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things are easy*; let them be

*AKA sometimes things are easier (than we think they are)

Mid-last week, I made a commitment to post on Monday morning. I said I’d write during free time throughout the week, and even scheduled in advance a last ditch effort, wrapping-up writing session for Sunday afternoon.

Instead, I spent all that time & more feverishly reading and journaling about my goals and intentions. How do I want to use this platform? What type of content do I want to create, and why? What do I want to contribute through a blog? What is better said in a blog vs. on TikTok?

This particular brand of distracted procrastination single-handedly made college exhausting and stressful for me. Imagine burning through final study hours wire-wrapping a pearl necklace, feeling like you’re not in control of the “choice” you’re making, yet also not renouncing it. I struggled to study and start assignments because I couldn’t see why I should do them. When I don’t know the “why” behind something I won’t do it, can’t convince my brain to focus on it. Good grades managed to motivate me when I was younger and had less possibility at my fingertips, but as an older student with more fights to pick with “the system” and a box of tools and findings in my desk, it always seemed like a partially sensible idea to make whatever was on my mind and “study later”. When I’m making a necklace, I have a clear end goal (the necklace) and a reason for making it – to complete certain outfits that I’m picturing in my head. It’s also time sensitive because I either really want to do something or don’t want to and can’t do it at all. If I didn’t take that moment to make the necklace, I might never have wanted so much to make it again and I wouldn’t have it today.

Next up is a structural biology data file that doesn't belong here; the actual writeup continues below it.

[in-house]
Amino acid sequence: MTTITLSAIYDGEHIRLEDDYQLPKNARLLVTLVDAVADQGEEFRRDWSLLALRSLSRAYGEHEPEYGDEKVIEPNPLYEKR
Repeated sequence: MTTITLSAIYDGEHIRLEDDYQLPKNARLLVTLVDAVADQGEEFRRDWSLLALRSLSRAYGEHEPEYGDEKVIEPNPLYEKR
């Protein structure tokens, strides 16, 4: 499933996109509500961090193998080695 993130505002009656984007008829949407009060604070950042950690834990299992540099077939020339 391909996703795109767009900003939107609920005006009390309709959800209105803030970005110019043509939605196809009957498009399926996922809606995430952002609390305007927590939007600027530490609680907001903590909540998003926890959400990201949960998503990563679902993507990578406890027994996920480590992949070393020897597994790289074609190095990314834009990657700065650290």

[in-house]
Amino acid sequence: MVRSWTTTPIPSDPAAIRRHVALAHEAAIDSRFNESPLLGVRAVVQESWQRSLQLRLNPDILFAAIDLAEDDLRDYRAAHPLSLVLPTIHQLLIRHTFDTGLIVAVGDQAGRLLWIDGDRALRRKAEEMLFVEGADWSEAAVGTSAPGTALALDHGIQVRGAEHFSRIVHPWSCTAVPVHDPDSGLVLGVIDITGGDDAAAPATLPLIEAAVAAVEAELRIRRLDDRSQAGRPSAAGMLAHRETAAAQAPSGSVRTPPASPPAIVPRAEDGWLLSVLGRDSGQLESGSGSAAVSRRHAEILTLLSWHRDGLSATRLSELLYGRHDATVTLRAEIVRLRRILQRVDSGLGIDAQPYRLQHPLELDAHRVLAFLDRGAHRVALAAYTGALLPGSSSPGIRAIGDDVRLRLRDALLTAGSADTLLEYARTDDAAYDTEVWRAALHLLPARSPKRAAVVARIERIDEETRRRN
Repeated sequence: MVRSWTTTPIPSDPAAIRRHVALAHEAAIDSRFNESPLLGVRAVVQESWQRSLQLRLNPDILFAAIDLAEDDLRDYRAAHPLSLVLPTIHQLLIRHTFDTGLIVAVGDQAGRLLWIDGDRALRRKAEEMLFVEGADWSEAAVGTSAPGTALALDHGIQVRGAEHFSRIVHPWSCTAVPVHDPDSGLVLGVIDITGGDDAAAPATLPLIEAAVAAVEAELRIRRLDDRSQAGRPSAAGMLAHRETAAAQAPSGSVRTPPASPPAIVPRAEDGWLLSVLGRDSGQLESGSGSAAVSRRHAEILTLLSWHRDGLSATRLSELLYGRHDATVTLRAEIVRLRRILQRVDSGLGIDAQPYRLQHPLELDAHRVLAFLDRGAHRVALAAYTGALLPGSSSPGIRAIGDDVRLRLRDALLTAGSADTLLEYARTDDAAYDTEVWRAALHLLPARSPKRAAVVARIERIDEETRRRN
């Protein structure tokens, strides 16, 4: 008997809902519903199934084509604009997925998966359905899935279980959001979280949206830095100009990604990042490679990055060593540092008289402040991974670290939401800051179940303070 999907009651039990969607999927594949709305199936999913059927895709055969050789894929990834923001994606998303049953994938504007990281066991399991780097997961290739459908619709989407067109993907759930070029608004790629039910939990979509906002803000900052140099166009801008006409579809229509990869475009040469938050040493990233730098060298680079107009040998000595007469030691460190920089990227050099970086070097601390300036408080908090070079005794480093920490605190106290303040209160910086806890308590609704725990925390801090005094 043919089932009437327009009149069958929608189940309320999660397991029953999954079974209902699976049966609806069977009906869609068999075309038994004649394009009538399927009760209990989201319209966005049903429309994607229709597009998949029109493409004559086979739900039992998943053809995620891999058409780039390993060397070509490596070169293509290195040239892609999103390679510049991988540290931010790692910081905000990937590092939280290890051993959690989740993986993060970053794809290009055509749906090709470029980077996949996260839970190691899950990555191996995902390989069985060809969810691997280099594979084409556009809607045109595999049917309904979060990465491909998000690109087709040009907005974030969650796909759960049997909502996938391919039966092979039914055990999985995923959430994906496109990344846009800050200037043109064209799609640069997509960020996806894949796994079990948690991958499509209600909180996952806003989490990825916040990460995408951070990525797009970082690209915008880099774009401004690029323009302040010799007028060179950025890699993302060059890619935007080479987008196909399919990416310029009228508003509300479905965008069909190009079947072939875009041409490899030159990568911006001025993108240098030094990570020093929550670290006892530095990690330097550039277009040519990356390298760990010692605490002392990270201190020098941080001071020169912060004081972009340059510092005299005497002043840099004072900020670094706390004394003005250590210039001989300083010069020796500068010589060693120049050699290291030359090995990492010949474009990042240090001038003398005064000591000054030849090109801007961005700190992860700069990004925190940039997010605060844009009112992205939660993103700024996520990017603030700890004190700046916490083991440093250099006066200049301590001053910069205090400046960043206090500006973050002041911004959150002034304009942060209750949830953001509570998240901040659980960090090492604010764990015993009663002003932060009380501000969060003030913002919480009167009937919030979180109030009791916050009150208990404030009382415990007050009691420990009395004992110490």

I don’t feel guilty about how I spent my time on Sunday. My constant need for “why” means I prioritize purpose and doing something for some reason instead of mindlessly following rules and conventions, even when they’re my own. Whatever reflection my brain decided it needed that day was infinitely more valuable than churning out a post that I don’t want to write and no one wants to read just to meet a random self-imposed deadline, AND it was the right time to do it. I couldn’t have waited until after writing this week’s post, because these exact thoughts wouldn’t have occurred to me in the same way any other time.

Still, I wanted to post something on Monday anyway because I felt it was important for me to get in the habit, plus I really need the practice when it comes to working with deadlines. If I didn’t post this week because I couldn’t find the perfect thing to write about, who’s to say that perfect topic would come to me next week or anytime after?